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May 23, 2002—In this issue:
1. MOBILE & WIRELESS PERSPECTIVES
- Wireless Networking: Specialized Wi-Fi Options
- Attend Our Free Windows Security Solutions Webinar!
3. INSTANT POLL
- Results of Previous Poll: Essential Pocket PC 2002 Features
- New Instant Poll: Specialized Wi-Fi Solutions
- Tip: How Do I Protect My Wireless Connection Against Intrusion?
- Event Highlight: Bluetooth Congress 2002
5. NEW AND IMPROVED
- Monitor Your Wireless LAN Infrastructure
- Access Your Information Management Systems
6. CONTACT US
- See this section for a list of ways to contact us.
1. MOBILE & WIRELESS PERSPECTIVES
(contributed by Steve Milroy, [email protected])
In the May 9 edition of Mobile & Wireless UPDATE, I looked at connection options for Wi-Fi, the 802.11b wireless standard, and Bluetooth wireless networks. This time, I continue my discussion of wireless networking options by looking at some specialized solutions that you might find useful after you set up your Wi-Fi network.
Various vendors have developed Voice over IP (VoIP) phones that use Wi-Fi to operate. For example, Symbol Technologies' NetVision VoIP phones offer functionality that's similar to that of cordless phones; however, the NetVision VoIP phone offers a variety of features that let you make the most of your wireless solution. For example, the phone supports the H.323 VoIP protocol, which lets you connect to the traditional telephony system through the Wi-Fi network. The H.323 support also means that the solution doesn't lock you into one vendor; the system supports various VoIP gateways, such as those that Cisco and Ericsson offer. You aren't limited by a typical cordless phone's range, but in an enterprise environment, you can roam with the phone as far as your Wi-Fi network reaches, including your office, warehouse, and campus environment. Much like a Wireless Application Protocol (WAP) phone, the NetVision solution supports simultaneous voice input, text input, scanned input, and Web browsing. For more information about the Symbol NetVision solution, see the following URL.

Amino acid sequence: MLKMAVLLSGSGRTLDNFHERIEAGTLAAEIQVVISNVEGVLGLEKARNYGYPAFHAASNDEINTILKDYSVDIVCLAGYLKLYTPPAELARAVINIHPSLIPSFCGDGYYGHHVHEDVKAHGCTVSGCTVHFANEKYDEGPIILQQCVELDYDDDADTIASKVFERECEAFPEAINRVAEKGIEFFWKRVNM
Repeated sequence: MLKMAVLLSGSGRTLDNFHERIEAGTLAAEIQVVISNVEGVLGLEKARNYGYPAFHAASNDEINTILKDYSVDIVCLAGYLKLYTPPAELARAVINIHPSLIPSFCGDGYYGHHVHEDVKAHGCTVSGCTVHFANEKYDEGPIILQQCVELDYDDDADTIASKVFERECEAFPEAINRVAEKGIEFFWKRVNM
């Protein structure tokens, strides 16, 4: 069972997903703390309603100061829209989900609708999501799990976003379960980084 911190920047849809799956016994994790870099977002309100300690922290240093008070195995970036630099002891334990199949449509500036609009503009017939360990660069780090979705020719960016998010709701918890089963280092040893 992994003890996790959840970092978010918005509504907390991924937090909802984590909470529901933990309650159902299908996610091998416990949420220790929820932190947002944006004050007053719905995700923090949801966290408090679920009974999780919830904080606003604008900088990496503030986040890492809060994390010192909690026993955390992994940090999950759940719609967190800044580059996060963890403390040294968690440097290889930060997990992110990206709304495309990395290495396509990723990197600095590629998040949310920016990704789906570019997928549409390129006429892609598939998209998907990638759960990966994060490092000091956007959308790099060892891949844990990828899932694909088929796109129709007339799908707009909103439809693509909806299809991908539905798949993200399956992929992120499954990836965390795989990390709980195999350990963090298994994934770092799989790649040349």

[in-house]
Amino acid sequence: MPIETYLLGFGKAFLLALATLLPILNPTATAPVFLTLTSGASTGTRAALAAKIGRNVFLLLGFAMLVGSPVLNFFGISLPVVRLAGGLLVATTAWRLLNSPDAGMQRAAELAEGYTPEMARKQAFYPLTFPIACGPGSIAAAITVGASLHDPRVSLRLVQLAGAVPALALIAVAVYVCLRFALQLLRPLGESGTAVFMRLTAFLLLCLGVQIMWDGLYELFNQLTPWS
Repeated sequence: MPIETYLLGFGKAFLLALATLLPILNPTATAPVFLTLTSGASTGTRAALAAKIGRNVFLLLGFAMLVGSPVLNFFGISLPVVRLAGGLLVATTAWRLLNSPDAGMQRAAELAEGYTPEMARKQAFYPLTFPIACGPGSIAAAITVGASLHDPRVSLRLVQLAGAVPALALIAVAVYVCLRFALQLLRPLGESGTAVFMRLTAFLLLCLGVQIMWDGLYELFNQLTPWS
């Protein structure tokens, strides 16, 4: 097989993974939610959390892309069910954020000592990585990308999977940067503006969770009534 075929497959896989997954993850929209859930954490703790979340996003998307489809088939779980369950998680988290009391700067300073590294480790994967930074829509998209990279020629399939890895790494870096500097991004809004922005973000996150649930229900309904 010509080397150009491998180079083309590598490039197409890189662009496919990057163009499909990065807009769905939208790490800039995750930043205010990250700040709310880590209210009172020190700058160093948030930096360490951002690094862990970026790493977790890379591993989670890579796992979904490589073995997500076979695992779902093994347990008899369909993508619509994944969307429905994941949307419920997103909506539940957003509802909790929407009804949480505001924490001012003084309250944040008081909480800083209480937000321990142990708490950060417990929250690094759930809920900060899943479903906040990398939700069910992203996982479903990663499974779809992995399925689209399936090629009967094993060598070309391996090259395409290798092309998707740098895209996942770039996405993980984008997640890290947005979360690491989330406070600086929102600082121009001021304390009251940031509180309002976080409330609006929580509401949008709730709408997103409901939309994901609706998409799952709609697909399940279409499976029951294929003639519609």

Linksys is releasing a new Wi-Fi device called the Instant Wireless Presentation Gateway. You use the Instant Wireless Presentation Gateway to present Microsoft PowerPoint presentations (and other data) from any PC that has Wi-Fi connectivity onto any VGA device (e.g., a projector). Linksys is aiming this solution at the enterprise sector. As far as my needs are concerned, the product's usefulness remains to be seen. When I present or work on documents with a team, I typically use one laptop. However, the product might prove useful because it permits team members to present at different times from any laptop in the room. For more information about the Instant Wireless Presentation Gateway, see the following URL.
Another specialized Wi-Fi solution is the wireless Internet camera, which you can use for a variety of security applications. D-Link Systems offers such a solution in its Wi-Fi-enabled Wireless Internet Camera. Over your Wi-Fi wireless network and existing Internet connection, you can view streaming video and photo stills. This solution has potential at home and at the office; I'm planning to use a similar solution to monitor my house. The Wireless Internet Camera has a built-in Web server that lets you access video and photographs directly over HTTP through a Web site address (e.g., http://mydomain.com/home). The device also supports SMTP; with the use of an add-on motion-detection device, you can configure the Wireless Internet Camera to send you an email message, complete with attached photo, when the product detects movement. For more information about the Wireless Internet Camera, see the following URL.
Another type of Wi-Fi device that deserves mention is the wireless bridge. Various vendors are beginning to offer this device, which lets you use a Wi-Fi connection to connect two wired LANs. For example, suppose your company has an office on one floor and you're expanding to occupy space above or below the existing space. Instead of physically wiring the floors together, you could use a Wi-Fi connection to bridge the two LANs. If bandwidth is a concern, 802.11a (at 54Mbps) might be a better option for higher-bandwidth wireless bridging.